Yet Nintendo shouldn't completely ignore the possibilities presented by Square Enix's cloud-based expansion of Dragon Quest X to so many platforms. For example, Nintendo could release a cross-play version of Animal Crossing (which is much less dependent on real-time button mashing) for the 3DS and Wii U to be played over the cloud. If Nintendo ever softens its hardline stance on mobile games, the game could also be ported to Android or iOS to provide a seamless gaming experience between the home console, handheld, and mobile platforms.
What cloud streaming games could mean for Sony
Sony, on the other hand, is embracing cloud streaming and cross-play gaming with open arms.
Sony's subscription and rental-based PlayStation Now service will allow gamers to stream PS1, PS2, and PS3 games. The idea is simple but ambitious -- to take away the concept of "owning" older games, and instead stream them like Netflix videos. The service will be available on PS3, PS4, PlayStation TV, and newer Sony TVs at the end of July.
This approach is very different from Nintendo's idea of backwards compatibility. Nintendo's Wii U is compatible with Wii games, and gamers can purchase emulated versions of select older games individually on its Virtual Console platform.
Sony is aggressively expanding its collection of cross-play games. So far, over 30 PS3 games and a handful of PS4 games offer cross-platform play with the PS Vita. But a big drawback is that cross-platform games usually don't offer equivalent gameplay experiences between platforms. For example, in Ubisoft's (NASDAQOTH:UBSFF) upcoming game The Division, the player on the PS Vita can only control a drone to support ground-based teammates on the PS4. However, games like Sony's upcoming top-down shooter Helldivers will offer identical cross-play experiences for PS3, PS4, and PS Vita players. Like Dragon Quest X, Helldivers can be saved on one platform and resumed on another.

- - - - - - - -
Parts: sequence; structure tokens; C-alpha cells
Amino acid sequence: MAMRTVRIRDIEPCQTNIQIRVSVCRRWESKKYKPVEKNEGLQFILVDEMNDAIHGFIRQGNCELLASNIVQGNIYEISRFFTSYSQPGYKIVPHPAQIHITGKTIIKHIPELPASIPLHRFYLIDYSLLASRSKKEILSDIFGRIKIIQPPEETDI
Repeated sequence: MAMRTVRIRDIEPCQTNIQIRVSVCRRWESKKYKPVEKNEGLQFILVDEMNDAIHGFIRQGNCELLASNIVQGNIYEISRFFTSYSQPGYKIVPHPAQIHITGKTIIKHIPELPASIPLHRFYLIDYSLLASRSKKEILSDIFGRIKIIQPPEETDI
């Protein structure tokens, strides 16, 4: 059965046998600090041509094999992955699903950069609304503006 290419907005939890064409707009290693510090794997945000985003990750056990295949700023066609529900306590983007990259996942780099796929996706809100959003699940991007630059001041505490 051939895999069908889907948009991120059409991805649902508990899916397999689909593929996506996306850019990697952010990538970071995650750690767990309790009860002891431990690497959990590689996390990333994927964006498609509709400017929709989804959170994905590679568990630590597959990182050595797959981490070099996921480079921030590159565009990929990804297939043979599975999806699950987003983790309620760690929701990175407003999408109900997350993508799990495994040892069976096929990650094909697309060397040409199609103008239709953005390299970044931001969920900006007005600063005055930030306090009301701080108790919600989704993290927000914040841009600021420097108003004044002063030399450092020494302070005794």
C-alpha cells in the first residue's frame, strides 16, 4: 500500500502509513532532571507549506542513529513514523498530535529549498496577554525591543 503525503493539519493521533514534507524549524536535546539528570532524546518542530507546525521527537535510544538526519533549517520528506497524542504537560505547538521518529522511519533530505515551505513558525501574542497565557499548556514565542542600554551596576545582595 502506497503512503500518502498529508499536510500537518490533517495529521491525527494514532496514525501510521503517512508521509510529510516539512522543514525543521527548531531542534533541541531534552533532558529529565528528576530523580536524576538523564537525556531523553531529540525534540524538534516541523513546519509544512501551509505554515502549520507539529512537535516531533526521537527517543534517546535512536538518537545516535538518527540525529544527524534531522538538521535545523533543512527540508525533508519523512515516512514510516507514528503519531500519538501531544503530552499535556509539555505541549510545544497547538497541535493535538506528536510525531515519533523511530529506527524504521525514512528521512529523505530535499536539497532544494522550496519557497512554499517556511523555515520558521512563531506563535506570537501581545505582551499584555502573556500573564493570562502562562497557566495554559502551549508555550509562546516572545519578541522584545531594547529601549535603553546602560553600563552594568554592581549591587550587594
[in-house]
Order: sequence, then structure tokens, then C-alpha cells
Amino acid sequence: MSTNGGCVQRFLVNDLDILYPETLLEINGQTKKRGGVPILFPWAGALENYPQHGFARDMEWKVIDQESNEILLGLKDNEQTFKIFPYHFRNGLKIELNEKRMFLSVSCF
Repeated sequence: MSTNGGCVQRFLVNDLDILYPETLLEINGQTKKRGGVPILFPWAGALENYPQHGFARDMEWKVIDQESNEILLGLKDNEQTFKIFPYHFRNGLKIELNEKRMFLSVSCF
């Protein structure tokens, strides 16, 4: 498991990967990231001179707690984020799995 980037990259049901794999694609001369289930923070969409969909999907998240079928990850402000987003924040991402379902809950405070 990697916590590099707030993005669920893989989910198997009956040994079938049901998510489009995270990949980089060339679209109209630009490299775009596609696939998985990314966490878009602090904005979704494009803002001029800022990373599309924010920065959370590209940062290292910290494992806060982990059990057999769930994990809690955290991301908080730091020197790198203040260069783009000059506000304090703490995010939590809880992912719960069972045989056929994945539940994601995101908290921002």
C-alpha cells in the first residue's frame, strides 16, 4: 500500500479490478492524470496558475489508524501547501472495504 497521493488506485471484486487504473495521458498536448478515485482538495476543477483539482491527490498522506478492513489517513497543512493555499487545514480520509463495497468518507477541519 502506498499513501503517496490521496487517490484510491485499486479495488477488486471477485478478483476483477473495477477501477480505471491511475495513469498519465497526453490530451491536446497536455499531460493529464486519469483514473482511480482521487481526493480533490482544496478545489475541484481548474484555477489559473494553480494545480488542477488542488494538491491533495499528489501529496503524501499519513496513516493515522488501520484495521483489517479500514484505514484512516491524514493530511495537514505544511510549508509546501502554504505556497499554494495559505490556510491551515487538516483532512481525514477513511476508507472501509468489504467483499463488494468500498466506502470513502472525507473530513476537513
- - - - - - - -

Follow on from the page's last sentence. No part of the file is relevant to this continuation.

The Foolish takeaway
In terms of cross-play and cloud-based gaming, Sony has a very clear and ambitious vision. Old games will become subscription-based ones, while newer games will be played and resumed across multiple platforms.
Nintendo doesn't like Sony's approach because it's technologically messy. However, Nintendo might be missing out on a technological shift by neglecting cloud-based and cross-play opportunities in its first-party titles.
Last year, Nintendo discussed the possibility of adding subscription-based games to its eShop. Although it has yet to launch any first-party subscription-based titles, the success of Dragon Quest X, which costs $15 per month, shows that keeping gamers plugged into a game across multiple platforms could be a very profitable strategy.
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Leo Sun has no position in any stocks mentioned. The Motley Fool recommends Activision Blizzard. The Motley Fool owns shares of Activision Blizzard. Try any of our Foolish newsletter services free for 30 days. We Fools may not all hold the same opinions, but we all believe that considering a diverse range of insights makes us better investors. The Motley Fool has a disclosure policy.